In the 24 fugues, Shostakovich shows his profound understanding of contrapuntal language (no. 12). He does not hesitate to apply the rules of the art to develop double fugues (nos. 4 and 24). Whether he is writing for two (no. 9), three, four, or five voices (no. 13, whose layout and range irresistibly evoke the organ), what Shostakovich produces is neither a pastiche nor a simple exercise in style. Rather, while respecting the linearity of the parts, he shows his imagination in creating fugal subjects (no. 21), and in enriching them with modal colors (nos. 20 and 23) and with elements borrowed from Russian folklore (nos. 4, 17, 18, and 20). This results in, for example, fugue no. 16, in which there is an original encounter between delicate ornamentation reminiscent of the harpsichord of Bach or Couperin, and a chant with oriental inflexions.
Rhythmically, the composer likes frequent changes of measure (nos. 15 and 20), and follows trends established by his contemporaries who were drawn by the fugue: Hindemith (no. 14), Stravinsky, Bartok (nos. 12 and 15, in which chromatic marcatissimo gaily jostles with rhythmic squareness). At times he toys with atonality without ever really adopting it (no. 19). Alone, the final double fugue (no. 24) synthesizes the spirit that animates this unique 20th-century collection: respectful of Bach in its first section, it slides towards Romanticism before becoming ‘pure’ Shostakovich. It ends in a quasi-symphonic apotheosis, with a masterly superimposition of the two subjects.
More than half a century has passed since opus 87 was composed and became part of the standard repertoire of pianists. We have enough hindsight now to appreciate the real value of this work, which symbolizes a kind of return to life for a musician who was tormented by many trials. In creating these little musical jewels, Shostakovich fully realized himself, defied the backward ideas of his critics, and uttered a message impregnated with sadness, serenity, intimacy, and humor. In doing so, the composer became in his own way a 20th-century Bach.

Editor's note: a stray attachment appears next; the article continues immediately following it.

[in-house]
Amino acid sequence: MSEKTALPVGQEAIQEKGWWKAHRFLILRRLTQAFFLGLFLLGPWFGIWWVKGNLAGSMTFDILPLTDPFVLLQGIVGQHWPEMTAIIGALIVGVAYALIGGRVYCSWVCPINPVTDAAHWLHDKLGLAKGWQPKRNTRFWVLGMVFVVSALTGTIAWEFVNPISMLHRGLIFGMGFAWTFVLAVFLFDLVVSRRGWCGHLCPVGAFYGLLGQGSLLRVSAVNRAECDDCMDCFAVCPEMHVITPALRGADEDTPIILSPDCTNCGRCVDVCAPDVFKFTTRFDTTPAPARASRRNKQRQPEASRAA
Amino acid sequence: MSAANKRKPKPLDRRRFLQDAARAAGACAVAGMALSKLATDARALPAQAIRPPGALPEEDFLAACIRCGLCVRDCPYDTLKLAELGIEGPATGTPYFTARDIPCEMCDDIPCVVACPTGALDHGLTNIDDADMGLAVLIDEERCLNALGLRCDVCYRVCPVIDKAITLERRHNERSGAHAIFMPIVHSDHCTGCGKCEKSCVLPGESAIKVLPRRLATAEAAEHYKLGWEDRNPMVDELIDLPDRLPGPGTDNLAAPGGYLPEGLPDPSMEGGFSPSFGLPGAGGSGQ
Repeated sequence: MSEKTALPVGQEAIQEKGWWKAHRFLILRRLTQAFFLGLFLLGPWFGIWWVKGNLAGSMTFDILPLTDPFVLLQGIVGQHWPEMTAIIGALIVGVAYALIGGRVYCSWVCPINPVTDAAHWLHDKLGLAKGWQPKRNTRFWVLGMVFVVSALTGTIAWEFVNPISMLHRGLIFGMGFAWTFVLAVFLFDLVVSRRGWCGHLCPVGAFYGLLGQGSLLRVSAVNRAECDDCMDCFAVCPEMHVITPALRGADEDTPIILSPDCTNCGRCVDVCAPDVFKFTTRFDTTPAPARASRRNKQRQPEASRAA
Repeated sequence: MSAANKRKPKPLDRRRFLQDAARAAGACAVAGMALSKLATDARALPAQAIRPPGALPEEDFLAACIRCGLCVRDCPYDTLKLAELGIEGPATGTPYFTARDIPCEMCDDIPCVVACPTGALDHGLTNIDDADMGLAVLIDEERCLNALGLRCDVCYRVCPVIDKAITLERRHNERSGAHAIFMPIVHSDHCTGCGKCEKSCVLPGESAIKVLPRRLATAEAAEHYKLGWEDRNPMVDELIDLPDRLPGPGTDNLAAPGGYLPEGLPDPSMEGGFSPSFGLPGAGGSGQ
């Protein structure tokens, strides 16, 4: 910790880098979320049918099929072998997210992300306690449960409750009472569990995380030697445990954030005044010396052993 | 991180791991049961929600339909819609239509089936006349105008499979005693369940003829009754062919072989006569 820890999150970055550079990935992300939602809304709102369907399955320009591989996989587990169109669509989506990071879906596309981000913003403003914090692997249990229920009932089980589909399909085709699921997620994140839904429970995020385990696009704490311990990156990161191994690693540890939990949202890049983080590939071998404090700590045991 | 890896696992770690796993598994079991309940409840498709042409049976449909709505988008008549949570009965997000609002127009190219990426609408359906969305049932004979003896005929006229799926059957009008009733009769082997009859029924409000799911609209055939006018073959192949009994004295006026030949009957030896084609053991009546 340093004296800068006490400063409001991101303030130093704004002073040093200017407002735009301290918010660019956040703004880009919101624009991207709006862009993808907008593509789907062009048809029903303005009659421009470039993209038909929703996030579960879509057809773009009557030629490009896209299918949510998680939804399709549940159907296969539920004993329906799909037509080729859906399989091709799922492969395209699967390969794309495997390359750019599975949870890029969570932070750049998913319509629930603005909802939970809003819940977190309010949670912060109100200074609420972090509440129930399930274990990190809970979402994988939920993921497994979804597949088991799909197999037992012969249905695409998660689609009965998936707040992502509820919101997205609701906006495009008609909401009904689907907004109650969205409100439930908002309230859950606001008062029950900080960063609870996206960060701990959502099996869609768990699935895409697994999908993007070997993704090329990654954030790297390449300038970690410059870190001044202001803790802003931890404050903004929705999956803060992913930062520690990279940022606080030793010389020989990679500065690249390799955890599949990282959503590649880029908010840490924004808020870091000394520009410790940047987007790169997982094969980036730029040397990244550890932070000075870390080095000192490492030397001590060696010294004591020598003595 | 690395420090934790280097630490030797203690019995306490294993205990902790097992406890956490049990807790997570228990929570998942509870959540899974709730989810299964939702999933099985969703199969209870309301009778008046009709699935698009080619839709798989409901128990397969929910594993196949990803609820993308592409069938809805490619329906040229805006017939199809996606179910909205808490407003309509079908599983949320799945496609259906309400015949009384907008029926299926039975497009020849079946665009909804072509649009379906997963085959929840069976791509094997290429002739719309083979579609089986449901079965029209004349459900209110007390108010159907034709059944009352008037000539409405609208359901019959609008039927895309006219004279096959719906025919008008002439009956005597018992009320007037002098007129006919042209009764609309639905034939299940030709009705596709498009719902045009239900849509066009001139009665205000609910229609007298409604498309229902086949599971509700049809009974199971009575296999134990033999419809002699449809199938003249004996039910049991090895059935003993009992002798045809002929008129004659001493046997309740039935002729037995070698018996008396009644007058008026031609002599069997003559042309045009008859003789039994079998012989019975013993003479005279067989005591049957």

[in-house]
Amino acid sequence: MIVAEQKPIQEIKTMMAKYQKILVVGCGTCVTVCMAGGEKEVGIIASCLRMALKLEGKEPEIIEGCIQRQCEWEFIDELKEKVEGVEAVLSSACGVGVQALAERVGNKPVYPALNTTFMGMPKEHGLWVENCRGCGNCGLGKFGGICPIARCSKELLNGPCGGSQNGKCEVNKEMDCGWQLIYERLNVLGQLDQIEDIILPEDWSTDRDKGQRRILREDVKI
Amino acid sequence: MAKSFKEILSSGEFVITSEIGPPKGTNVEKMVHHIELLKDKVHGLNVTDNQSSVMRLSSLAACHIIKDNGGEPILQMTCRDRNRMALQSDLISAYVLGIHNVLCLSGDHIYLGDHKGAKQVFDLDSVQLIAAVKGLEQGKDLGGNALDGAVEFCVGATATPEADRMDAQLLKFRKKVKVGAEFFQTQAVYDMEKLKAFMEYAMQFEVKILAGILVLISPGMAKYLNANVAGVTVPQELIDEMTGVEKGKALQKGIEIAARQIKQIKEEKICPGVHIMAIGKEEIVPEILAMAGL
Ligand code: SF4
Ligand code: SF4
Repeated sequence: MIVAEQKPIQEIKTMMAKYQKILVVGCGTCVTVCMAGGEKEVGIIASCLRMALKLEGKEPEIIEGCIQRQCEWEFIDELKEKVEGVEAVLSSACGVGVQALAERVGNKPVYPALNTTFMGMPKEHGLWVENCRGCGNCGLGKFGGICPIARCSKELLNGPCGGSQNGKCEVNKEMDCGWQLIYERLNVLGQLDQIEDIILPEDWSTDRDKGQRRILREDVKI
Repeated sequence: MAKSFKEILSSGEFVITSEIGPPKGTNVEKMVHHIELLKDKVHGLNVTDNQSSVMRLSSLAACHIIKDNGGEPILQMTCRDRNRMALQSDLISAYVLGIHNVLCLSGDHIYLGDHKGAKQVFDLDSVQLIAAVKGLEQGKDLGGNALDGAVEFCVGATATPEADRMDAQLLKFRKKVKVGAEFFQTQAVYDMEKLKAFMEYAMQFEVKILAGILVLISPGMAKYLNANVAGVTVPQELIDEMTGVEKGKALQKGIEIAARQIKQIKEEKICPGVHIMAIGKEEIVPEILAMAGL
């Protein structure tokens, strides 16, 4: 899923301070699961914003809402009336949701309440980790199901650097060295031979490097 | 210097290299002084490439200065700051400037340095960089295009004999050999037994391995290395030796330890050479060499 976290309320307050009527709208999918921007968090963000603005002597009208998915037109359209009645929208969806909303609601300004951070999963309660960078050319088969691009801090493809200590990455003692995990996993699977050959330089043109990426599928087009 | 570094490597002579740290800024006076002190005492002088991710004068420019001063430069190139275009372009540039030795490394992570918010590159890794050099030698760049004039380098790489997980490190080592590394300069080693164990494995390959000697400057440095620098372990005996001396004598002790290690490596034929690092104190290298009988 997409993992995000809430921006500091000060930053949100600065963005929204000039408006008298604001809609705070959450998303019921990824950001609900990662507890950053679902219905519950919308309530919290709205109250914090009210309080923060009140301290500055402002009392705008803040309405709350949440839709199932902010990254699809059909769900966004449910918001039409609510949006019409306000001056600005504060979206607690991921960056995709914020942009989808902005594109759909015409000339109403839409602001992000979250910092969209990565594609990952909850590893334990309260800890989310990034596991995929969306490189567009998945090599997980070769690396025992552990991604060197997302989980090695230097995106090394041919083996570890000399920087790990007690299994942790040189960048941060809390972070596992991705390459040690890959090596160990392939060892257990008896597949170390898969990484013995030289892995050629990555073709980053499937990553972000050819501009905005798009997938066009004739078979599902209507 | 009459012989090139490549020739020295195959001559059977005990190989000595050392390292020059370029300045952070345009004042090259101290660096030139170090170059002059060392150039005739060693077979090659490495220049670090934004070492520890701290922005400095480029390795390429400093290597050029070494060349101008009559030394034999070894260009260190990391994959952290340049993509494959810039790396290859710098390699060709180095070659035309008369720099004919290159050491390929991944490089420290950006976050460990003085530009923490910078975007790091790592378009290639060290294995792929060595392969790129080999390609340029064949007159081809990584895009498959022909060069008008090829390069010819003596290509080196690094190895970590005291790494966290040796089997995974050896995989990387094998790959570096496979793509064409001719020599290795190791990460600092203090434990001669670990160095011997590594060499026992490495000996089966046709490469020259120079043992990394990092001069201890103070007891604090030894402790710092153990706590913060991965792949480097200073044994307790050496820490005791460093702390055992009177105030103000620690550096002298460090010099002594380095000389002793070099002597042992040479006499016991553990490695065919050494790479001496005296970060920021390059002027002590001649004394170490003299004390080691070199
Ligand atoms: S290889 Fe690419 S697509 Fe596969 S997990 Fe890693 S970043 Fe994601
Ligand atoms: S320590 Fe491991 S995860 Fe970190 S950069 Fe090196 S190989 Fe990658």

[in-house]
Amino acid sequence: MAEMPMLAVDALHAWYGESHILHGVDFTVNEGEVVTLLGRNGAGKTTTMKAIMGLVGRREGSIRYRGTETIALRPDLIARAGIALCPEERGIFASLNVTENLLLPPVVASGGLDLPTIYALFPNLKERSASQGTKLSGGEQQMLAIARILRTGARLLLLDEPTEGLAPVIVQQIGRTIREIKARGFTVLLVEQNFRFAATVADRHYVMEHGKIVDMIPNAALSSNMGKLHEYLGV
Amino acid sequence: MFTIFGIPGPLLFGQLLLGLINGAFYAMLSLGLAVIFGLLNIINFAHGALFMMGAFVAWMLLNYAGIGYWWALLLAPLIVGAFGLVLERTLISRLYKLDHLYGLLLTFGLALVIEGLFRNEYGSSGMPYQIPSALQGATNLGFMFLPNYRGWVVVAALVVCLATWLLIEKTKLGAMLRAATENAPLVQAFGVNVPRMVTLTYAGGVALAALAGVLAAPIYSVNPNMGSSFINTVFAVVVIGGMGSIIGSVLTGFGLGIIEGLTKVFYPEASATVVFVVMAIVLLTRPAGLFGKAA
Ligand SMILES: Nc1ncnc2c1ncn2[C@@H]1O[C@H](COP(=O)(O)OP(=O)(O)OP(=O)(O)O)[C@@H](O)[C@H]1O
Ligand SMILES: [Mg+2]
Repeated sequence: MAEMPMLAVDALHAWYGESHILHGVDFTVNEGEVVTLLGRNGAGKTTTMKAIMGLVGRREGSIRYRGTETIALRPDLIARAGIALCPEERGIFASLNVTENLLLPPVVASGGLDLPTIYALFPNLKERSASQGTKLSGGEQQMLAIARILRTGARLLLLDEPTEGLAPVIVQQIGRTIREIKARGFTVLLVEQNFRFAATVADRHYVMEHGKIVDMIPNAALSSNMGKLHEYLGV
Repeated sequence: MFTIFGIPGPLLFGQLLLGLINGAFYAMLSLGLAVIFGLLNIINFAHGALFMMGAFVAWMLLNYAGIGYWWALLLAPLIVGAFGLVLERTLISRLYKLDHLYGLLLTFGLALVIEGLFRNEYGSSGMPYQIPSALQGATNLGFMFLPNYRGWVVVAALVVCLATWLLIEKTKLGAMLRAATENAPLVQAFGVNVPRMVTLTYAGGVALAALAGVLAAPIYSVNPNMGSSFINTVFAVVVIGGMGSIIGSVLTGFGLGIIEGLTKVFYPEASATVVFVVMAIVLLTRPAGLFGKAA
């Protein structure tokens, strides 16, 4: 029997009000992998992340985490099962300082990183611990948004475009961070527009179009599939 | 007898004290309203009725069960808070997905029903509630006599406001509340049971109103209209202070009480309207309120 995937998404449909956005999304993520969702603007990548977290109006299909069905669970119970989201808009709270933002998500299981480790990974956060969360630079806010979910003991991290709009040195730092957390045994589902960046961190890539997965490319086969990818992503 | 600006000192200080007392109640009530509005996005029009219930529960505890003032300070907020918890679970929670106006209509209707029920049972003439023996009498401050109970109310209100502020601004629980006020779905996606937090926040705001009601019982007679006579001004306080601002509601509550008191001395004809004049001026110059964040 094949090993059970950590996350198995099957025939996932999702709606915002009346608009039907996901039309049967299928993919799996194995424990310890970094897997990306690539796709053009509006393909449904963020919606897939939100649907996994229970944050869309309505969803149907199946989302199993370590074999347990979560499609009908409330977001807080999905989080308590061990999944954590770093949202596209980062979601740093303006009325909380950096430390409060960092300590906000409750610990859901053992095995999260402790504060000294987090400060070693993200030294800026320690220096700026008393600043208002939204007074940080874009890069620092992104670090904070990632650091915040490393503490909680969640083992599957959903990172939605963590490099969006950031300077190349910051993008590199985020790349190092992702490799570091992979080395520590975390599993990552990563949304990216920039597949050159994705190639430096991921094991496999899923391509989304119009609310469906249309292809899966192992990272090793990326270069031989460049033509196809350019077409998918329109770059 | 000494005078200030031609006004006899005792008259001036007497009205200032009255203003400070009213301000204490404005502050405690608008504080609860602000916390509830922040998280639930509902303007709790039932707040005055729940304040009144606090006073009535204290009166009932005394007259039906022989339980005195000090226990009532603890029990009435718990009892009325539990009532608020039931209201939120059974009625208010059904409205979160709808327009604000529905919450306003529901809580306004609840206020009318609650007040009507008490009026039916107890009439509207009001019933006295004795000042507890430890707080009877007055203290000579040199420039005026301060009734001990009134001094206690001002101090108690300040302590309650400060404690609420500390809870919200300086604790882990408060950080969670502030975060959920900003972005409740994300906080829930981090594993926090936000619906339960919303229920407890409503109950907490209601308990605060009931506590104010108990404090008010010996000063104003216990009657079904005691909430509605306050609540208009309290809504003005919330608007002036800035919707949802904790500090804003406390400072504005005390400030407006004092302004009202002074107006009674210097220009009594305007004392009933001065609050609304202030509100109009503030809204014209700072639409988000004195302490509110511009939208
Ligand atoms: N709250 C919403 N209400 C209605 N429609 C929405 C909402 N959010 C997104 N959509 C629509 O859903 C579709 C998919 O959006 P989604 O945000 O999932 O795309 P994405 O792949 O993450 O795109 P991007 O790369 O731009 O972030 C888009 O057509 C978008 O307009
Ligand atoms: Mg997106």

Notes by Irène Brisson, translated by Sean McCutcheon
David Jalbert, piano
A virtuoso with a warm, elegant style and a wide-ranging repertoire, pianist David Jalbert has established himself among the elite of a new generation of classical musicians:“Jalbert’s piano playing is remarkable for its sweep, confidence, sensitivity, power and color, what more can we ask?” (Fanfare). Named by the CBC among the 15 best Canadian pianists of all time, Mr. Jalbert performs regularly as a soloist and recitalist in Canada and across the globe. His solo recordings – of the Goldberg Variations, the Shostakovich Preludes and Fugues, of American, French and Russian piano music – have all garnered international praise in venues ranging from Gramophone to France-Culture. An accomplished chamber musician, he has collaborated with artists such as Nicola Benedetti, Jean-Philippe Collard and the Quatuor Alcan, and is a member of Triple Forte (along with violinist Jasper Wood and cellist Denise Djokic). As a soloist, he has also collaborated with conductors such as Yannick Nézet-Séguin, Skitch Henderson, Christoph Campestrini, Bramwell Tovey and many more. A national and international prize-winner, David Jalbert has won six Opus Awards (including one this year for his recording of ballet transcriptions by Stravinsky and Prokofiev), was nominated four times for “Classical Album of the Year” at the Juno Awards, and was the 2007 laureate of the prestigious Virginia Parker Prize of the Canada Council for the Arts. He holds degrees from the Juilliard School, the Glenn Gould School, Université de Montréal and Conservatoire de Musique du Québec, and is now Associate Professor of Piano at the University of Ottawa, as well as a member of the faculty at the Orford Music Academy.